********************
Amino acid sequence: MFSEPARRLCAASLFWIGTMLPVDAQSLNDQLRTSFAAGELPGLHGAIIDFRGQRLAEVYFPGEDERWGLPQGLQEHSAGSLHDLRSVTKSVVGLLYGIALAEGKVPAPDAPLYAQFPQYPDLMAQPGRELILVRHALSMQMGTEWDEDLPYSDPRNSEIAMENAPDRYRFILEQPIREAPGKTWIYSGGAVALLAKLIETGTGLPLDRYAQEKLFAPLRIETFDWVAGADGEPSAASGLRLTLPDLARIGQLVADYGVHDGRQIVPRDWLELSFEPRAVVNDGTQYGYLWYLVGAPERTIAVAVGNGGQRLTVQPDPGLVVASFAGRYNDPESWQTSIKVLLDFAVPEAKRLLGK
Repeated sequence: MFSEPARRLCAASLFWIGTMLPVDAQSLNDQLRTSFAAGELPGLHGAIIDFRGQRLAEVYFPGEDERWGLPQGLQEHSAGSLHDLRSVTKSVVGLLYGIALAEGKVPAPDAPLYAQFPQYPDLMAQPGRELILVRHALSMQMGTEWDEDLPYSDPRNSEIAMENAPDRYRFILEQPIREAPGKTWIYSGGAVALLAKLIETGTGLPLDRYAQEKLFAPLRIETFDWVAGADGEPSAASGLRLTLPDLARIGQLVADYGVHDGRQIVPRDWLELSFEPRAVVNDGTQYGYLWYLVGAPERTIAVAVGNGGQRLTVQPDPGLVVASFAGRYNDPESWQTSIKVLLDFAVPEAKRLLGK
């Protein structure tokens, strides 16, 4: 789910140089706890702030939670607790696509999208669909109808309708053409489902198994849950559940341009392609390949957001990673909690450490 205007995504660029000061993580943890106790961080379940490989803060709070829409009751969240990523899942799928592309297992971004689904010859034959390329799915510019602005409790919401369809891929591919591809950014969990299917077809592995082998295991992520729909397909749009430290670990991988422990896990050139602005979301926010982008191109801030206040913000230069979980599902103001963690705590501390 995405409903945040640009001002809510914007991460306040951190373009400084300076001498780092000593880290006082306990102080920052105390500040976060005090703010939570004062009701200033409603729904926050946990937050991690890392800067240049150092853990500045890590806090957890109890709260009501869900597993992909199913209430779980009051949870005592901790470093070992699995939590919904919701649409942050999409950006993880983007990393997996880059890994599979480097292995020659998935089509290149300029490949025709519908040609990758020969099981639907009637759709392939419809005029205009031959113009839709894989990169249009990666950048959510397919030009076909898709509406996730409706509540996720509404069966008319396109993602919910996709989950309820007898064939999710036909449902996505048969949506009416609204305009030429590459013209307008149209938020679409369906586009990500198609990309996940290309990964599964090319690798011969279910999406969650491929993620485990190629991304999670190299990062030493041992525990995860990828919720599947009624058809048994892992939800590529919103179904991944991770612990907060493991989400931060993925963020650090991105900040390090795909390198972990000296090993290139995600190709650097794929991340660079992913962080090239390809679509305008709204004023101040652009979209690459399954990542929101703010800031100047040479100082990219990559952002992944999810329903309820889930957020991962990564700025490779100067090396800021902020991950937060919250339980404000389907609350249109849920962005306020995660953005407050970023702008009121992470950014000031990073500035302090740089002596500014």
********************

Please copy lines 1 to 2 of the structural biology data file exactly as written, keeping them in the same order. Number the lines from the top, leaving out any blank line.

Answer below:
Amino acid sequence: MFSEPARRLCAASLFWIGTMLPVDAQSLNDQLRTSFAAGELPGLHGAIIDFRGQRLAEVYFPGEDERWGLPQGLQEHSAGSLHDLRSVTKSVVGLLYGIALAEGKVPAPDAPLYAQFPQYPDLMAQPGRELILVRHALSMQMGTEWDEDLPYSDPRNSEIAMENAPDRYRFILEQPIREAPGKTWIYSGGAVALLAKLIETGTGLPLDRYAQEKLFAPLRIETFDWVAGADGEPSAASGLRLTLPDLARIGQLVADYGVHDGRQIVPRDWLELSFEPRAVVNDGTQYGYLWYLVGAPERTIAVAVGNGGQRLTVQPDPGLVVASFAGRYNDPESWQTSIKVLLDFAVPEAKRLLGK
Repeated sequence: MFSEPARRLCAASLFWIGTMLPVDAQSLNDQLRTSFAAGELPGLHGAIIDFRGQRLAEVYFPGEDERWGLPQGLQEHSAGSLHDLRSVTKSVVGLLYGIALAEGKVPAPDAPLYAQFPQYPDLMAQPGRELILVRHALSMQMGTEWDEDLPYSDPRNSEIAMENAPDRYRFILEQPIREAPGKTWIYSGGAVALLAKLIETGTGLPLDRYAQEKLFAPLRIETFDWVAGADGEPSAASGLRLTLPDLARIGQLVADYGVHDGRQIVPRDWLELSFEPRAVVNDGTQYGYLWYLVGAPERTIAVAVGNGGQRLTVQPDPGLVVASFAGRYNDPESWQTSIKVLLDFAVPEAKRLLGK